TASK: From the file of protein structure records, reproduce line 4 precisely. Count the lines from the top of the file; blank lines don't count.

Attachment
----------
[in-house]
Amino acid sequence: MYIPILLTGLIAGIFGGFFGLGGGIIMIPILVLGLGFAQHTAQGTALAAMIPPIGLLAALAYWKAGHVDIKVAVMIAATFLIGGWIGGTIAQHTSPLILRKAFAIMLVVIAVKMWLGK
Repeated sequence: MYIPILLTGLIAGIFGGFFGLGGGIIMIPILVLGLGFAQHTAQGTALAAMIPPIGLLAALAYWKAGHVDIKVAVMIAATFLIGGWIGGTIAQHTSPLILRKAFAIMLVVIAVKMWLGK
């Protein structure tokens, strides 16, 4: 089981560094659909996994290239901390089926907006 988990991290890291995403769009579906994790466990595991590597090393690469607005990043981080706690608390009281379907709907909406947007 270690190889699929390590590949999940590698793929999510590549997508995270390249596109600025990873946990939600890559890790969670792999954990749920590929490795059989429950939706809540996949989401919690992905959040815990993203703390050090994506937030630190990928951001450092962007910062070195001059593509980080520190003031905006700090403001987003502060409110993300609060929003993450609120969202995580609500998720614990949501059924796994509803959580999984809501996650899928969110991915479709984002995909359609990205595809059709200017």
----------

């Protein structure tokens, strides 16, 4: 089981560094659909996994290239901390089926907006 988990991290890291995403769009579906994790466990595991590597090393690469607005990043981080706690608390009281379907709907909406947007 270690190889699929390590590949999940590698793929999510590549997508995270390249596109600025990873946990939600890559890790969670792999954990749920590929490795059989429950939706809540996949989401919690992905959040815990993203703390050090994506937030630190990928951001450092962007910062070195001059593509980080520190003031905006700090403001987003502060409110993300609060929003993450609120969202995580609500998720614990949501059924796994509803959580999984809501996650899928969110991915479709984002995909359609990205595809059709200017």